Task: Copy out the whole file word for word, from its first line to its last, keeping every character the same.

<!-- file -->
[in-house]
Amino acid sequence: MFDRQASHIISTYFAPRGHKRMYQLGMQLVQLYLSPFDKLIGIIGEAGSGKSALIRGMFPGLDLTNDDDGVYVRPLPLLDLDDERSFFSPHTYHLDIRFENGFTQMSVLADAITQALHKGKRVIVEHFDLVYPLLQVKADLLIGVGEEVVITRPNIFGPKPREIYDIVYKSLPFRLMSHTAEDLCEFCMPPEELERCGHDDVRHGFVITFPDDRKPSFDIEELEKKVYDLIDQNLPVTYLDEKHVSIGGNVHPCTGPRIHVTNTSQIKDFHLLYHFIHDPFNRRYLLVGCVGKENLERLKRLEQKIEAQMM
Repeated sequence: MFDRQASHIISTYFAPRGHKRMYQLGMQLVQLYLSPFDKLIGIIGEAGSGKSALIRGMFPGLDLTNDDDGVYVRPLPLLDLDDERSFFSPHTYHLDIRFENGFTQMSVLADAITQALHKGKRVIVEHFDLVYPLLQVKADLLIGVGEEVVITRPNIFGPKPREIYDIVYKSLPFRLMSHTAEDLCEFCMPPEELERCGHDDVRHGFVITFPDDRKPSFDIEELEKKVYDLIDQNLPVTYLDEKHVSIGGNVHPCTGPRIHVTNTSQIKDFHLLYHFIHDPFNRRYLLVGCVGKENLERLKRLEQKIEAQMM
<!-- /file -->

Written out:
[in-house]
Amino acid sequence: MFDRQASHIISTYFAPRGHKRMYQLGMQLVQLYLSPFDKLIGIIGEAGSGKSALIRGMFPGLDLTNDDDGVYVRPLPLLDLDDERSFFSPHTYHLDIRFENGFTQMSVLADAITQALHKGKRVIVEHFDLVYPLLQVKADLLIGVGEEVVITRPNIFGPKPREIYDIVYKSLPFRLMSHTAEDLCEFCMPPEELERCGHDDVRHGFVITFPDDRKPSFDIEELEKKVYDLIDQNLPVTYLDEKHVSIGGNVHPCTGPRIHVTNTSQIKDFHLLYHFIHDPFNRRYLLVGCVGKENLERLKRLEQKIEAQMM
Repeated sequence: MFDRQASHIISTYFAPRGHKRMYQLGMQLVQLYLSPFDKLIGIIGEAGSGKSALIRGMFPGLDLTNDDDGVYVRPLPLLDLDDERSFFSPHTYHLDIRFENGFTQMSVLADAITQALHKGKRVIVEHFDLVYPLLQVKADLLIGVGEEVVITRPNIFGPKPREIYDIVYKSLPFRLMSHTAEDLCEFCMPPEELERCGHDDVRHGFVITFPDDRKPSFDIEELEKKVYDLIDQNLPVTYLDEKHVSIGGNVHPCTGPRIHVTNTSQIKDFHLLYHFIHDPFNRRYLLVGCVGKENLERLKRLEQKIEAQMM